A Buffalo schools spokesman declined to respond to detailed questions about the claims because the litigation is ongoing.
It is not just large urban and suburban districts: Holland Central School District is named in nine CVA lawsuits, all alleging sexual abuse by the same former teacher, the late Carl Penziul, more than 40 years ago.
“Our concern, again, is not in any way, shape or form to suggest that victims shouldn’t be made whole, but that this could have a really bad toll on districts,” said Jay Worona, deputy executive director and general counsel for the New York State School Boards Association. “And when I say a bad toll on districts, keep in mind, we’re talking about educational opportunities for students.”
Full impact unknown
Most Child Victims Act lawsuits remain active. But some cases have settled for significant amounts of money.
Nearly 40 men accused Ken-Ton officials of enabling decades of abuse by Arthur F. Werner, a former social studies teacher. The lawsuits claimed Werner molested fifth-grade boys at Herbert Hoover Elementary School, sometimes in full view of other students, between 1965 and the late 1980s.
Werner never was criminally charged and has denied the accusations.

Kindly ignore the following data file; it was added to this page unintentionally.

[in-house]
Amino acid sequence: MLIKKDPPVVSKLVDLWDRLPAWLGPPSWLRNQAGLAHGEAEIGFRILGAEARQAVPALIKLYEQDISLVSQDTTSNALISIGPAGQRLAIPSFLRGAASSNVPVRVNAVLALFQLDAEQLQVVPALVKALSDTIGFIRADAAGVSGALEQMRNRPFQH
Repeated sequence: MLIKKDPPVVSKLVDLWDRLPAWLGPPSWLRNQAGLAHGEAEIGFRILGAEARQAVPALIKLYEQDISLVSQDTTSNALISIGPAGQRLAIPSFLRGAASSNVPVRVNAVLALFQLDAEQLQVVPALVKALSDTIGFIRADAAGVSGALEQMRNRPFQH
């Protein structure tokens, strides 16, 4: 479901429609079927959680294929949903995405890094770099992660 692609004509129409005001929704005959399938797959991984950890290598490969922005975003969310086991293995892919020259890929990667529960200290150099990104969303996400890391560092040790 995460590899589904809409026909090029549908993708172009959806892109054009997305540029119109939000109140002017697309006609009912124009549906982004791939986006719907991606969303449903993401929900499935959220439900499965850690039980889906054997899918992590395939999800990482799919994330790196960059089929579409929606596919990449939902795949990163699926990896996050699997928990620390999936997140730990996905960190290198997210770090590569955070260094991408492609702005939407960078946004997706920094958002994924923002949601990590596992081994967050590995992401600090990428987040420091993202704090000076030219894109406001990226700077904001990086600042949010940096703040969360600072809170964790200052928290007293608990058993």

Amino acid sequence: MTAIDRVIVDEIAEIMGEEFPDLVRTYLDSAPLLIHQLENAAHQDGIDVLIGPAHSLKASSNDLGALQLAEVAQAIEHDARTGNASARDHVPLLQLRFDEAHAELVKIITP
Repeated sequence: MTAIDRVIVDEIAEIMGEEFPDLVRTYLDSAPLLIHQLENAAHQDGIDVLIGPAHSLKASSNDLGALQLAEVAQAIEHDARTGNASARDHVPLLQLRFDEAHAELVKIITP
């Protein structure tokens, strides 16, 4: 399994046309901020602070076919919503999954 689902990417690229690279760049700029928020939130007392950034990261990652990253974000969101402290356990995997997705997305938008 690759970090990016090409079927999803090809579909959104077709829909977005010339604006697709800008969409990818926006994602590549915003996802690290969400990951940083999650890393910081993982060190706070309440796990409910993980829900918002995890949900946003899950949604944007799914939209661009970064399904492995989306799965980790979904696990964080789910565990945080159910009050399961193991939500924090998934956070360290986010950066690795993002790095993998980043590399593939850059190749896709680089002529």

The Ken-Ton School Board in June 2022 agreed to pay $17.5 million to settle the 35 remaining lawsuits that claimed abuse by Werner.
Ken-Ton taxpayers must bear the full cost because, according to the district, a forensic investigation failed to turn up insurance policies that would cover the abuse claims. The district took $7.5 million from reserves and borrowed the rest.
Ken-Ton officials said it made more sense to settle the Werner lawsuits rather than risk higher awards at trial.
The Amherst Central School District in 2021 paid a $1 million, out-of-pocket settlement to a 51-year-old woman who claimed Jack M. Koch, a school attendance officer and assistant principal, abused her in 1986 when she was 16 and attending Amherst High School.
District officials determined the insurance policy in place when the abuse purportedly occurred was with a company that was liquidated in the 1990s.
“The older the cases are, the less likely it is that the district has documentation of who its insurance carrier was,” said Hilliker, who has represented Ken-Ton and Amherst. “And even if it has documentation on that, in many instances the insurance carrier is bankrupt, or out of business, and there’s not a successor identified. Or, even if there is, the policy limits from back in, say, the ‘60s and ‘70s are so low that they really don’t make a significant impact in current-day cases.”
‘We need some relief’
Niagara Falls faces 23 Child Victims Act lawsuits, and all remain active, Superintendent Mark Laurrie said.
Extensive forensic analysis found the district has at least partial insurance coverage for 21 of the 23 claims, he said, which cover abuse accusations from the 1960s to the 2010s.
The district’s lawyers estimate Niagara Falls faces up to $30 million in potential settlement costs above and beyond what insurance will cover, according to Laurrie. Whenever those lawsuits are settled, Niagara Falls will have to borrow much of this expense.